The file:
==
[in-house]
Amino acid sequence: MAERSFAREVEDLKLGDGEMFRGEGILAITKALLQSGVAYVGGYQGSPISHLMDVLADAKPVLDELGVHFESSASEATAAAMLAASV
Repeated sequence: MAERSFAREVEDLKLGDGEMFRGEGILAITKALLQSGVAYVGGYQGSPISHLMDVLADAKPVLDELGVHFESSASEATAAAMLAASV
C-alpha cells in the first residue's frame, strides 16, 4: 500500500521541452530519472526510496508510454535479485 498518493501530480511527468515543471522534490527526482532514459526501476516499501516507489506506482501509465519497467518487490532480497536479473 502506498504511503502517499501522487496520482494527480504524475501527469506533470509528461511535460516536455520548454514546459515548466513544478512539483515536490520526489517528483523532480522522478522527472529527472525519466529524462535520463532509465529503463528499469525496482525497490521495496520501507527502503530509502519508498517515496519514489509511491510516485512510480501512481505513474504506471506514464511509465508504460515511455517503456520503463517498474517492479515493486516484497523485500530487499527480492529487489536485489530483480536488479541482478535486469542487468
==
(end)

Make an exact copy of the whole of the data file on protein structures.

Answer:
[in-house]
Amino acid sequence: MAERSFAREVEDLKLGDGEMFRGEGILAITKALLQSGVAYVGGYQGSPISHLMDVLADAKPVLDELGVHFESSASEATAAAMLAASV
Repeated sequence: MAERSFAREVEDLKLGDGEMFRGEGILAITKALLQSGVAYVGGYQGSPISHLMDVLADAKPVLDELGVHFESSASEATAAAMLAASV
C-alpha cells in the first residue's frame, strides 16, 4: 500500500521541452530519472526510496508510454535479485 498518493501530480511527468515543471522534490527526482532514459526501476516499501516507489506506482501509465519497467518487490532480497536479473 502506498504511503502517499501522487496520482494527480504524475501527469506533470509528461511535460516536455520548454514546459515548466513544478512539483515536490520526489517528483523532480522522478522527472529527472525519466529524462535520463532509465529503463528499469525496482525497490521495496520501507527502503530509502519508498517515496519514489509511491510516485512510480501512481505513474504506471506514464511509465508504460515511455517503456520503463517498474517492479515493486516484497523485500530487499527480492529487489536485489530483480536488479541482478535486469542487468